"Steve led the development of what was called AppleTalk and AppleLink. AppleTalk was the communications that enabled the Macintosh to communicate to the laser printer that enabled desktop publishing."
I'm no apple historian but that is from a recent interview with John Sculley.
I do see this as Steve handing over leadership roles, just not according to your timeline. Also leaving open a possibility of a Mark Twain moment( rumors of my demise are greatly exaggerated).
post #226 of 253
Quote:
Originally Posted by Dick Applebaum View Post

The way the story was discussed/reported in Silicon Valley, at the time:

Technically, Steve was relieved of management responsibility and told he would hold no future management position at Apple.

He was not fired.

Some time later Steve quit to form NeXT -- taking some key Apple employees with him.

Quote:
Originally Posted by Dr Millmoss View Post

A distinction without a difference. He was striped of all power, which is the same thing.

With all due respect, it is not the same thing from a legal perspective, alone. If you had ever run a business you would understand.

Quote:
Originally Posted by Doctor David View Post

I can't help but see similarities. Back then apple went from a garage operation to a company worth a couple billion dollars. You and apparently the experts on the board at the time think he was destructive at a time when he should be responsible. And the same opinion seems to hold true again. If experts or people in general think apple and Steve are being destructive to their reputation I say let them think that. Cause then the iphone5 and ipad2 will come out. If the stock price takes a hit in the short term they can buy back some stock to award to engineers that work the long hours needed to keep apple ahead in a fast paced industry. Beyond that from what I've read the experts don't seem to doubt that apple is set for their direction and have a very capable team to execute. What would be nice is if apple had a replacement visionary ready. On that, everyone including the experts are silent.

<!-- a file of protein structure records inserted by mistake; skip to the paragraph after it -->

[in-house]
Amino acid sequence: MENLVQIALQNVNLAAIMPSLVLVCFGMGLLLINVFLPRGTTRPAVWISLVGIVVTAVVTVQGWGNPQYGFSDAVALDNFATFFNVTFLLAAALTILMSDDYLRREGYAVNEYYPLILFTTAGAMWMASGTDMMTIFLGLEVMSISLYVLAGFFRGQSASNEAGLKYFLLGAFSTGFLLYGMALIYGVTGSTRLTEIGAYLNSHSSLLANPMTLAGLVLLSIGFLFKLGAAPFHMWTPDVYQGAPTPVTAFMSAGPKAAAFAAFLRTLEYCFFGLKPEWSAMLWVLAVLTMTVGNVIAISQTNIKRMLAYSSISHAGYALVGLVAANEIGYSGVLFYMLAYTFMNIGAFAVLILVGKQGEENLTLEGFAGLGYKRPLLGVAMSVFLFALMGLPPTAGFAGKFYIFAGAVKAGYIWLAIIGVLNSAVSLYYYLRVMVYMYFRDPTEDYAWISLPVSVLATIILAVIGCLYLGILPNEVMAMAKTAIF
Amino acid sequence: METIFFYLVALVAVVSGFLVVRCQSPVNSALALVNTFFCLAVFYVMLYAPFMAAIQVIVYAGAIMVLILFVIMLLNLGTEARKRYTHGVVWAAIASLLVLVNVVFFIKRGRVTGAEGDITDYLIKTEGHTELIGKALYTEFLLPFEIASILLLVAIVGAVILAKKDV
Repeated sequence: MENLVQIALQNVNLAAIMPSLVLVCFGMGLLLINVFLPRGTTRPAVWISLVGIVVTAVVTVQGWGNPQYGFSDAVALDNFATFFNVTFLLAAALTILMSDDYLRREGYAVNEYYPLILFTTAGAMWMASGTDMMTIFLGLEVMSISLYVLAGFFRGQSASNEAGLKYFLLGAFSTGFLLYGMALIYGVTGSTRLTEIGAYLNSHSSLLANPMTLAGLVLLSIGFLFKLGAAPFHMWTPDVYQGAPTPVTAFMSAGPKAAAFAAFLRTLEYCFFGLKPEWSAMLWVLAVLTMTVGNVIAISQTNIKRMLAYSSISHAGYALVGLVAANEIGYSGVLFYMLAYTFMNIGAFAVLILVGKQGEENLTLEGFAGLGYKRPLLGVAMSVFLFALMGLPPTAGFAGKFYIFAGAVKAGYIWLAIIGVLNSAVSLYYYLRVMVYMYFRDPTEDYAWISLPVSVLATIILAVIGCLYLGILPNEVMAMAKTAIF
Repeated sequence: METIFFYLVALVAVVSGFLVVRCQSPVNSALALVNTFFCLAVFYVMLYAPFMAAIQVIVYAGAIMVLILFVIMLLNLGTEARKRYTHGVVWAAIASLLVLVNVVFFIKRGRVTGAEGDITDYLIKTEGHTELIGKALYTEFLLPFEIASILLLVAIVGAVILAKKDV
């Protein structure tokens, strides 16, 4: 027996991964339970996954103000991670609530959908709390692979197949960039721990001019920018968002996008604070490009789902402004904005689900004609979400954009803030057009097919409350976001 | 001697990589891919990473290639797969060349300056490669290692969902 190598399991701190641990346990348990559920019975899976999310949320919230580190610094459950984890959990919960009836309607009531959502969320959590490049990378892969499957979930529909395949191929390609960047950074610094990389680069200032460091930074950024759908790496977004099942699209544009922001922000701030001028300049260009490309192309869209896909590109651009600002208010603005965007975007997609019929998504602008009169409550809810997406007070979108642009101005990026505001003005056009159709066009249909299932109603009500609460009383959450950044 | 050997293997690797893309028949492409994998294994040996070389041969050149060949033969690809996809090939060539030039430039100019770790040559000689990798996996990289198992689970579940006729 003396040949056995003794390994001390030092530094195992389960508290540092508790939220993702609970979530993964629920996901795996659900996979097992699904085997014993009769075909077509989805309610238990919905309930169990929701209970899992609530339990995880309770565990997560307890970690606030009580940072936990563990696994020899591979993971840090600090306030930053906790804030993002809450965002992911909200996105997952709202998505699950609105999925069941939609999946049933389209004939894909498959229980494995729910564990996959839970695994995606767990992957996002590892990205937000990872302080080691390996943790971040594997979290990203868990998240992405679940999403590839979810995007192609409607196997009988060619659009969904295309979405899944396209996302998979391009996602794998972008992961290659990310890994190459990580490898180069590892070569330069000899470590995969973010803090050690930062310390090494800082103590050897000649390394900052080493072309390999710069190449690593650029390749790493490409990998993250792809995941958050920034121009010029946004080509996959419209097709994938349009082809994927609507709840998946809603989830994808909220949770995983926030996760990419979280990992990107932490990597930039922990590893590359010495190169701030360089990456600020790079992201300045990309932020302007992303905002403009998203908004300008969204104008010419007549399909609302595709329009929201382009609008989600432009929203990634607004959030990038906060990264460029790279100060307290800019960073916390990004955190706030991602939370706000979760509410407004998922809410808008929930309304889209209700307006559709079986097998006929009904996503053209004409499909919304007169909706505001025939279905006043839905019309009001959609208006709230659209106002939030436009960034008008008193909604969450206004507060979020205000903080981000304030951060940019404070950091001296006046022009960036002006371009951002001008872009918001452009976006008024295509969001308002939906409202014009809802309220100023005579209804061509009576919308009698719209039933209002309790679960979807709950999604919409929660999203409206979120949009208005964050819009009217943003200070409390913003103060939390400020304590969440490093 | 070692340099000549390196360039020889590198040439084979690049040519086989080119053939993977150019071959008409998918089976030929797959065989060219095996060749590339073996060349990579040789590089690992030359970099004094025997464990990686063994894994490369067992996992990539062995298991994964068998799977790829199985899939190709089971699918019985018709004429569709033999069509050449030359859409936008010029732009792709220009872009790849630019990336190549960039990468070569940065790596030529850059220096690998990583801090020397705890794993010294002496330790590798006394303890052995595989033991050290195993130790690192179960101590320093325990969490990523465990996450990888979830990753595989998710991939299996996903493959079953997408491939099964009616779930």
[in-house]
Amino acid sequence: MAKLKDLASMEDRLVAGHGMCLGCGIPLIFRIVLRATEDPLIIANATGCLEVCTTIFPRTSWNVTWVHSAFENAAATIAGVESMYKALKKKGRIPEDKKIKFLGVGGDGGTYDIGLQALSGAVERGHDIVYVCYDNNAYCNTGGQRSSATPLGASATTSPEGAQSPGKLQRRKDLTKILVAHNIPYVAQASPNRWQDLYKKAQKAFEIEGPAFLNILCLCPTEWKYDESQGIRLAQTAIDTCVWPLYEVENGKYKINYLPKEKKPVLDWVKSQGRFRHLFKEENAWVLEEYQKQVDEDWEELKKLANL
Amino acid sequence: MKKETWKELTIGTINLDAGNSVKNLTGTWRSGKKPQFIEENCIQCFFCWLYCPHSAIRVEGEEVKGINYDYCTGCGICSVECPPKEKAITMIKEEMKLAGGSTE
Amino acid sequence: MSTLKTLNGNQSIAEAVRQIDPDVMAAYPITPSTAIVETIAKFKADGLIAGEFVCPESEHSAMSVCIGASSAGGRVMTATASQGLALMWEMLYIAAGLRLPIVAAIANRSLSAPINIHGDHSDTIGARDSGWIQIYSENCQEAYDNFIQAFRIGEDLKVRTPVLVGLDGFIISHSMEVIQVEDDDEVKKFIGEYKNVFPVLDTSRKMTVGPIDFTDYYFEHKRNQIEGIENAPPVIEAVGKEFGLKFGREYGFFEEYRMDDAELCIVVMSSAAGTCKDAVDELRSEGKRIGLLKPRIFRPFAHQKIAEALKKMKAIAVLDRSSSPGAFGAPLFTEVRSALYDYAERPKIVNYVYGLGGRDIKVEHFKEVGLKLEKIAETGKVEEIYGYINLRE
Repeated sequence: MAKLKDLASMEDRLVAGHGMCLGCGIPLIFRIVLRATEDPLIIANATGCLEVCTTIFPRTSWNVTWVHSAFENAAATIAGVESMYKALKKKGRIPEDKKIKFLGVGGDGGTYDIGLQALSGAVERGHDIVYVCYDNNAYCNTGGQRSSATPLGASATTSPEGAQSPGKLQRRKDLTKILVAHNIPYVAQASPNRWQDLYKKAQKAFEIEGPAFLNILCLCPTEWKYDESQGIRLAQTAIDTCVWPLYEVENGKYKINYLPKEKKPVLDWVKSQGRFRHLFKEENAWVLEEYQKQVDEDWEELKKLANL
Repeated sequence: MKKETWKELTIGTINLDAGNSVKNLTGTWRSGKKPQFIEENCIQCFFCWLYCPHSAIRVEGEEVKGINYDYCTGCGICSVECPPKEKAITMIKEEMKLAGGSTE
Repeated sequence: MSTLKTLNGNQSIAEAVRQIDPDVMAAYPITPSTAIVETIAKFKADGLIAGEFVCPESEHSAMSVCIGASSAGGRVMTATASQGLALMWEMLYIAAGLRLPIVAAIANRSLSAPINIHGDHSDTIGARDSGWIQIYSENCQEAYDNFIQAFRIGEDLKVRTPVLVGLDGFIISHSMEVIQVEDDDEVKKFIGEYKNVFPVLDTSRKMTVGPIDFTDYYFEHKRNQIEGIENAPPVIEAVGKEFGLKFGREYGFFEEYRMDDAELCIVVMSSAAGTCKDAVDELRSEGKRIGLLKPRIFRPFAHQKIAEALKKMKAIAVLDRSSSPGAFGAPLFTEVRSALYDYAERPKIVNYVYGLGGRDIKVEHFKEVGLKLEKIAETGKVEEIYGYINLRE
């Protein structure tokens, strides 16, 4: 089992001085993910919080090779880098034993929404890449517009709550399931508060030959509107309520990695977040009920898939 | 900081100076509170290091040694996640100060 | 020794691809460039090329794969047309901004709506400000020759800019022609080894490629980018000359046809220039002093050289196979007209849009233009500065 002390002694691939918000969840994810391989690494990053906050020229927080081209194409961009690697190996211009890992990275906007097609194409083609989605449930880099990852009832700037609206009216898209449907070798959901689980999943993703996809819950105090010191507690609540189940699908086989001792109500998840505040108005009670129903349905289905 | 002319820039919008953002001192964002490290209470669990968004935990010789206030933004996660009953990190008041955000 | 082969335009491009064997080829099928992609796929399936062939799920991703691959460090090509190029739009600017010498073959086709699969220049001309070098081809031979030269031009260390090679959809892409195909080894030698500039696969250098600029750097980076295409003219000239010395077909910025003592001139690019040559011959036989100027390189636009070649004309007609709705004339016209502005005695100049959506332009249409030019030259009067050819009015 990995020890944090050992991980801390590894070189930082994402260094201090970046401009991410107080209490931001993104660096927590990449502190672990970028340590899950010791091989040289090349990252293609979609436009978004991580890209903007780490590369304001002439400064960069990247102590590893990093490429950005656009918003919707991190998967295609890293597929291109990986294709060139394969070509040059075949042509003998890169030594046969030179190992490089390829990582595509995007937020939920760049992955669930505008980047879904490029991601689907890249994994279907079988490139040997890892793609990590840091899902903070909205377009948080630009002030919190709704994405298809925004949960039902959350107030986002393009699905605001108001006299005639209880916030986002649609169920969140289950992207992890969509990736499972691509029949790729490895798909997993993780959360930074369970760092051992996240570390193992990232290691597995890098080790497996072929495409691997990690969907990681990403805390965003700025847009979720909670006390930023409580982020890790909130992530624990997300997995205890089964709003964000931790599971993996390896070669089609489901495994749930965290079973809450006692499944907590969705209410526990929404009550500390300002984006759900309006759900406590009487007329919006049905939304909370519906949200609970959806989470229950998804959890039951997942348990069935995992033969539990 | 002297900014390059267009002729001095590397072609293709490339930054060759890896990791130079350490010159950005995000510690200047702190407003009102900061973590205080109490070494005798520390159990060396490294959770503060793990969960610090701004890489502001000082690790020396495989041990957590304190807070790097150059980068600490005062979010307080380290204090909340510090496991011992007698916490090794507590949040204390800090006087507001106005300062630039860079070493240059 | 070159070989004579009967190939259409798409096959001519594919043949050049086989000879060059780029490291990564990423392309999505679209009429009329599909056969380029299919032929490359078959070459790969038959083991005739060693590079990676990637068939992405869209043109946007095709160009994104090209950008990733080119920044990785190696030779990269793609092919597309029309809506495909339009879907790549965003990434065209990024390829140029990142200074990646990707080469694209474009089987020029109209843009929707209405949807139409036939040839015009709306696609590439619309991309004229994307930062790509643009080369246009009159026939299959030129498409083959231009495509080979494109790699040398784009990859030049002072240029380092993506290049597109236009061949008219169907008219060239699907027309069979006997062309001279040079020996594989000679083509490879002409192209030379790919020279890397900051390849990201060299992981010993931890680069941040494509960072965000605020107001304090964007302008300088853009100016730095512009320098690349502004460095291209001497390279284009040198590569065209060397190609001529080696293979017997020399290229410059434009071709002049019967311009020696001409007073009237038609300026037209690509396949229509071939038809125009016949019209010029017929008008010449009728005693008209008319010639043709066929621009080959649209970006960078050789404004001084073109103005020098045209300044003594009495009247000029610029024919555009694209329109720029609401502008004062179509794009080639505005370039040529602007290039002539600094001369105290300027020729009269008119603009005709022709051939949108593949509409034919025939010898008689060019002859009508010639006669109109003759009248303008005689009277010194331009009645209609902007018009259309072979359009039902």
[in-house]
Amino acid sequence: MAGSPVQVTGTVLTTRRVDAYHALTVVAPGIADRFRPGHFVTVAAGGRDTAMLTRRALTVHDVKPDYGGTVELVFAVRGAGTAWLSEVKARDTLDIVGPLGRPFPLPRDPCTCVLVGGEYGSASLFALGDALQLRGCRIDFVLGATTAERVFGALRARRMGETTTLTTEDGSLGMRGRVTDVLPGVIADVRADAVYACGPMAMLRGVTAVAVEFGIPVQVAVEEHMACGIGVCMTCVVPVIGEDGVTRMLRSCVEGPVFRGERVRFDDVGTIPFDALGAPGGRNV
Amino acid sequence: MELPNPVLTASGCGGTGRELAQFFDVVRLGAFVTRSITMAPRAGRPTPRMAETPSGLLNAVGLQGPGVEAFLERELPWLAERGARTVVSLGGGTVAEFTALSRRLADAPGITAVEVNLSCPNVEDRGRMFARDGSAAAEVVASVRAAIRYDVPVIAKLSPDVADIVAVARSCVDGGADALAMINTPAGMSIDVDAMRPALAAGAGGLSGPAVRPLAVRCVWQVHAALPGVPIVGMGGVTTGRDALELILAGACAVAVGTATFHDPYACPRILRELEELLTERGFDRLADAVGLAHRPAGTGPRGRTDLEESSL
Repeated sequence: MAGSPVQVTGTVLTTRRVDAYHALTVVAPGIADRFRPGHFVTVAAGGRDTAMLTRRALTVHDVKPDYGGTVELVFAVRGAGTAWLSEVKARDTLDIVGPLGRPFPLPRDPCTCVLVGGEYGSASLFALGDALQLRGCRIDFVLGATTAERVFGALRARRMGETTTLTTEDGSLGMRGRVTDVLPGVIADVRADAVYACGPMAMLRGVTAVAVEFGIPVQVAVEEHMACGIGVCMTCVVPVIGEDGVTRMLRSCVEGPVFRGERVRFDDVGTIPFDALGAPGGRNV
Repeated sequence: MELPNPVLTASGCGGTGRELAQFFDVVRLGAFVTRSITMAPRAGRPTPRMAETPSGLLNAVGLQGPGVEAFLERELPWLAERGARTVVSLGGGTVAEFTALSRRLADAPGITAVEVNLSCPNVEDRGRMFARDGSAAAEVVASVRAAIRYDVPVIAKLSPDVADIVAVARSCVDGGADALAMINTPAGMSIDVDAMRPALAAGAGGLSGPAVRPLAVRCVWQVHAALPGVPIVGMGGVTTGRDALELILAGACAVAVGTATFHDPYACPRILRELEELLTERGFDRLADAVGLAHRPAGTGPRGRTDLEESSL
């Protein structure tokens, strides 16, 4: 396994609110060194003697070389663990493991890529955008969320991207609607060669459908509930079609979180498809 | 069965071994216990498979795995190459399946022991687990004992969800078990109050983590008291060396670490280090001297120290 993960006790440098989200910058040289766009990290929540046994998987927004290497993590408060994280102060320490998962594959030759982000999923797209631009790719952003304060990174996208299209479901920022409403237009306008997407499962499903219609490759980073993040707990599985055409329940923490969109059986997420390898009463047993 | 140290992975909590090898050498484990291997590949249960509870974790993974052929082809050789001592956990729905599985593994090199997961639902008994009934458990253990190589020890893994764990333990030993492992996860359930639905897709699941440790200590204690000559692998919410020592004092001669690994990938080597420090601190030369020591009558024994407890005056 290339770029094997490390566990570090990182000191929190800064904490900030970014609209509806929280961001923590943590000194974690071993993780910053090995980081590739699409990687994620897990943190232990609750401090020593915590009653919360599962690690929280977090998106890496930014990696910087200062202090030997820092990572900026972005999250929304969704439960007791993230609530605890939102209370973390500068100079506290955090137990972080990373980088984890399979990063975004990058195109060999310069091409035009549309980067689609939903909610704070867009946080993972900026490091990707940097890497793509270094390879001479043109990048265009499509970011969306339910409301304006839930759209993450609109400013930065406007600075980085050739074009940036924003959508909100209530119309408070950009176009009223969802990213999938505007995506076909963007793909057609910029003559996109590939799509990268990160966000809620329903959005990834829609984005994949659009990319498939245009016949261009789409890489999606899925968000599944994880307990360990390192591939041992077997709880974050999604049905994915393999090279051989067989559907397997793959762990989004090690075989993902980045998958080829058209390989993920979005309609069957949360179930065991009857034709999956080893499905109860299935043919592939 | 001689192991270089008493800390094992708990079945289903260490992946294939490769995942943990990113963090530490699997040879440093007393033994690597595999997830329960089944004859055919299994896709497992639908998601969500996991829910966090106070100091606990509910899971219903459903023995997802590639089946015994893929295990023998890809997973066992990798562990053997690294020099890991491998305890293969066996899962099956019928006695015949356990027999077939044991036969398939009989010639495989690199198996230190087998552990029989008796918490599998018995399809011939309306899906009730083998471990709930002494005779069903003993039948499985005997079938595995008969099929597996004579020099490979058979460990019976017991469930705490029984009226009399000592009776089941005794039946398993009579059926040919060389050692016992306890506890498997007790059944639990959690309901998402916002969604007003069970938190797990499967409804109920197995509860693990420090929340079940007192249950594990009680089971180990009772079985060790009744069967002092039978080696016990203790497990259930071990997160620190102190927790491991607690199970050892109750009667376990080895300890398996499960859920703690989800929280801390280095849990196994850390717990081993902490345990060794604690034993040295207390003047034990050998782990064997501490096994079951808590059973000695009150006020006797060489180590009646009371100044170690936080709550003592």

Expert opinions would hold more sway with with me if they would have used their skills to examine the companies whose CEOs and top "earners" made incredible amounts of money bankrupting their companies and dragging the entire country into a recession worse than anything since the great depression.

Quote:
Originally Posted by Dr Millmoss View Post

You might want to read up on the history of Apple, particularly at this juncture. The company was a mess. They had dead-end projects running all over the place, with nobody in charge.

Some of this is true!

Quote:
Originally Posted by Dr Millmoss View Post

Steve literally broke the Mac project away from the rest of the company and kept it secret. It was total disfunction.

This is an often-used construct employed by large corporations -- similar to the Skunk Works at Lockheed Aircraft.

If you are a student of Apple history you will realize that this approach was totally brilliant. It isolated the Mac project from the distractions in the rest of the company. One of the reasons that Apple survives to this day is because of the resuscitation provided by the success of the Mac project.


Quote:
Originally Posted by Dr Millmoss View Post

Steve was convinced that the Mac should have no external connections, including networking. The engineers snuck in AppleTalk -- which it turned out, saved the Mac from would have been an almost instant demise. The period is full of Steve stories, and few of them are very pretty.

Some citations on this, please!